I hear her downstairs, plate spinning a chicken dinner on her head. Pots pang against each other as they’re drawn from the cupboard. A blue sky serves us sunlight through dust stained windows. The dog lies in her dog setting. A cat pauses its life on the stairs. I enter a kitchen that is a science lab of dinner making. Mint sauce squats beside table salt, gravy, pot-holes yesterday’s mug. Steam fogs out of her mouth as she asks me how much broccoli I want. I nod with a betting man slowness. Hear a jackdaw bark somewhere. Feel the gap in our lives as two passing seasons outside the window. Carrots become orange fence posts, cauliflowers cloud my plate, spuds tumble from a colander as I pour lemonade into a glass. We sit with a television playing in our heads. Catch words in between teeth we wear away each summer on ice cream. The sofa keeps us bus-quiet, food fills up what has been lost. A shade falls out of a tree that stands behind a wall, paints over smiles we once grew in walks arou
Showing posts from December, 2020
- Other Apps
I remember them well those great balls of blue in the shady corner down the side of the house Mum watered them with a secret recipe she mixed up in the shed it made them that special hue in neighbours’ gardens all were pink with my siblings I played tea parties with the fresh bright leaves as big as dinner plates on spongy grass in a circle with our dolls I pose beside the massive mopheads in the dress with sprigs of wild flowers hydrangea blue collar daisy lace trim in my palm I can still feel the silky touch of sun-limp petals captured in black and white no one will ever know the magnificence of those blooms of blue --- Laura Brinson is a Melbourne-based writer. She is also a seamstress and a gardener and was reading regularly at open mic events when that was a thing! In lockdown she is very happy that her workroom looks out on greenery and catches the morning sun. Her poetry and prose has been published in Australian and International journals of poetry.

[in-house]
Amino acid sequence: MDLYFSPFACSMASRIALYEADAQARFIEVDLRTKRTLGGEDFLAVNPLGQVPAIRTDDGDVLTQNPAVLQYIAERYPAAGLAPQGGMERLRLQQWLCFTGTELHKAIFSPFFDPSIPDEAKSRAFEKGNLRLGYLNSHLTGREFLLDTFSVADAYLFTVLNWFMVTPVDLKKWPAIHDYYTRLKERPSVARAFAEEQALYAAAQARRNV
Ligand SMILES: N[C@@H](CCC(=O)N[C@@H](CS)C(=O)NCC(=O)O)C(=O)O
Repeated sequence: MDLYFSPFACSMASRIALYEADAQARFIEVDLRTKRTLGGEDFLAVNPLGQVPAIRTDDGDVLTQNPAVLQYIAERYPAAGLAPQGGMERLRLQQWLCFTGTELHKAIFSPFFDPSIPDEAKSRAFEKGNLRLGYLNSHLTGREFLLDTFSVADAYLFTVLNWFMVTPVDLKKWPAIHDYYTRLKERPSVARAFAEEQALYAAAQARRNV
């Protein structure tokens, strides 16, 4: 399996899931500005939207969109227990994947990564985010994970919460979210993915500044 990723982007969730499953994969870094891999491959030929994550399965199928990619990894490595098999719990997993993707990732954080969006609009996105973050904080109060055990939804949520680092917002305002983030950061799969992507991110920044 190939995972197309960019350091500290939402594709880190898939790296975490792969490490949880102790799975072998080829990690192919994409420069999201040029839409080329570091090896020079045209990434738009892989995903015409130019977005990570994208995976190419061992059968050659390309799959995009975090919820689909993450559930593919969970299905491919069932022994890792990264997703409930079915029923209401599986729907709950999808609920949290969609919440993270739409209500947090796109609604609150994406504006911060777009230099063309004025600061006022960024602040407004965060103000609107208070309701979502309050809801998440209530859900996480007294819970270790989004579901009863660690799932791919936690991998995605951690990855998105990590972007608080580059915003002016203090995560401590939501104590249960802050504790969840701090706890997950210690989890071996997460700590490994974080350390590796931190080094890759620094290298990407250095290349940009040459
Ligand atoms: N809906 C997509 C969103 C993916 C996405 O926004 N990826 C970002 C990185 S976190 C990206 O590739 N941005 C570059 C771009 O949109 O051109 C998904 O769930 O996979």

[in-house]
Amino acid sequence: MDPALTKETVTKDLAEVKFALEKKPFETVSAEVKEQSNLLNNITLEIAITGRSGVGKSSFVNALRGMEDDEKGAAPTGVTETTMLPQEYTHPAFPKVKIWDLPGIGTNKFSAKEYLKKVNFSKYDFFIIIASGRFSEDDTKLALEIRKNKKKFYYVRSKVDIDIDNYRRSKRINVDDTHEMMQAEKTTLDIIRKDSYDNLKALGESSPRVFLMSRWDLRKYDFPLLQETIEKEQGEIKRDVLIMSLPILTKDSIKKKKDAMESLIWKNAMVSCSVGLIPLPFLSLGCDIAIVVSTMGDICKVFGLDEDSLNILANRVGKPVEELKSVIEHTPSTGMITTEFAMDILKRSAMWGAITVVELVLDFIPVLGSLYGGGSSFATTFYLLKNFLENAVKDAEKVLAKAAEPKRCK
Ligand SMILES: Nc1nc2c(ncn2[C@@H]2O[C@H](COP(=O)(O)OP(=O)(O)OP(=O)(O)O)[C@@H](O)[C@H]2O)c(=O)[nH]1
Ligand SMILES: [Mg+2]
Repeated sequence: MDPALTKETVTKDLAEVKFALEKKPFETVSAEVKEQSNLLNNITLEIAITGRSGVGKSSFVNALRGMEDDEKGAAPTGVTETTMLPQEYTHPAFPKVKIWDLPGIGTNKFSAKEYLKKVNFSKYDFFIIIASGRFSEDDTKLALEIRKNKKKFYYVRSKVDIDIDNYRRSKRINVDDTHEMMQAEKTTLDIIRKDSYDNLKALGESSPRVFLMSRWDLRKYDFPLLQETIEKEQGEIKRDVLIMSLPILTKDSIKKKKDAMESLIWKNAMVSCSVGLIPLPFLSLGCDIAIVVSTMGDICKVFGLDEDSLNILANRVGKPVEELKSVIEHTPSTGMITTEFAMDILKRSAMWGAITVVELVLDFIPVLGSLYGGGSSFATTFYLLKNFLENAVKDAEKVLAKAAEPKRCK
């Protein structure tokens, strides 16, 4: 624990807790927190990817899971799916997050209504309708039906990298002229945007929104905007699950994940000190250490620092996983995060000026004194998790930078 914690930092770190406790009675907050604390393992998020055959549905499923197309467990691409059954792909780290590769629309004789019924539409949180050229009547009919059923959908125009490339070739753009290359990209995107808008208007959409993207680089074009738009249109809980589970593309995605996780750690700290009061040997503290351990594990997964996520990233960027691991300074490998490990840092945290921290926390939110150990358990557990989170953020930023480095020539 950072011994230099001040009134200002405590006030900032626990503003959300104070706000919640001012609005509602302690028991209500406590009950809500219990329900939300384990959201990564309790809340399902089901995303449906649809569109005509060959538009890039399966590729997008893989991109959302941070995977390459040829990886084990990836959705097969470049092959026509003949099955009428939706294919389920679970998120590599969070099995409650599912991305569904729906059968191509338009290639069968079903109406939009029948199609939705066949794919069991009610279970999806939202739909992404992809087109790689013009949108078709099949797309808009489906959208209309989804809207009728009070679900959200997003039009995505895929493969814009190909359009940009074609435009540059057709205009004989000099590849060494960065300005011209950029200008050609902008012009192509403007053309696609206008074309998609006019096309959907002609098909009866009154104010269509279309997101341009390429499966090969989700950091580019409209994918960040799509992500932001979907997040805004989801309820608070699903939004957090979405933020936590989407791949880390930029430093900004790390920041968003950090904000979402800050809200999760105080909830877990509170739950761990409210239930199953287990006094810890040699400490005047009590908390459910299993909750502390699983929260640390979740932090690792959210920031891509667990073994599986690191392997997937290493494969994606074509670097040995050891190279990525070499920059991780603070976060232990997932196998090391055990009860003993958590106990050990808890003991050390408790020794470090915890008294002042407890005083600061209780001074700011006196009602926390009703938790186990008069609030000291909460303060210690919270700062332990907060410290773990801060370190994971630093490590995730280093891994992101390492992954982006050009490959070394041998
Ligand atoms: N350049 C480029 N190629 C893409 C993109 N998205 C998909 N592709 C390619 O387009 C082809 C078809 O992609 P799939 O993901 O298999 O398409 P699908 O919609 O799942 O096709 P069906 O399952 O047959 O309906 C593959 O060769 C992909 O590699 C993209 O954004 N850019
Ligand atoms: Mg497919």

- Other Apps
I hear the scrape of gravel and wish for only grass, the sponginess of it reminding me that there are things that are stepped on that don’t collapse or die, but duck, bearing the weight of something a thousand times their own and reemerge, arching their backs and swaying because they are strong but not infallible — like a blade. --- Beth O’Brien is a English Literature graduate from the University of Birmingham. Her debut poetry pamphlet, Light Perception, was published by Wild Pressed Books in 2019, and her first full-length poetry collection, I Left the Room Burning, is out February 2021. In 2019, she was featured in the Black Pear Press, Pressed Flowers, anthology. She is the Editor of Mad Hatter Reviews and a reviewer for Riggwelter Press .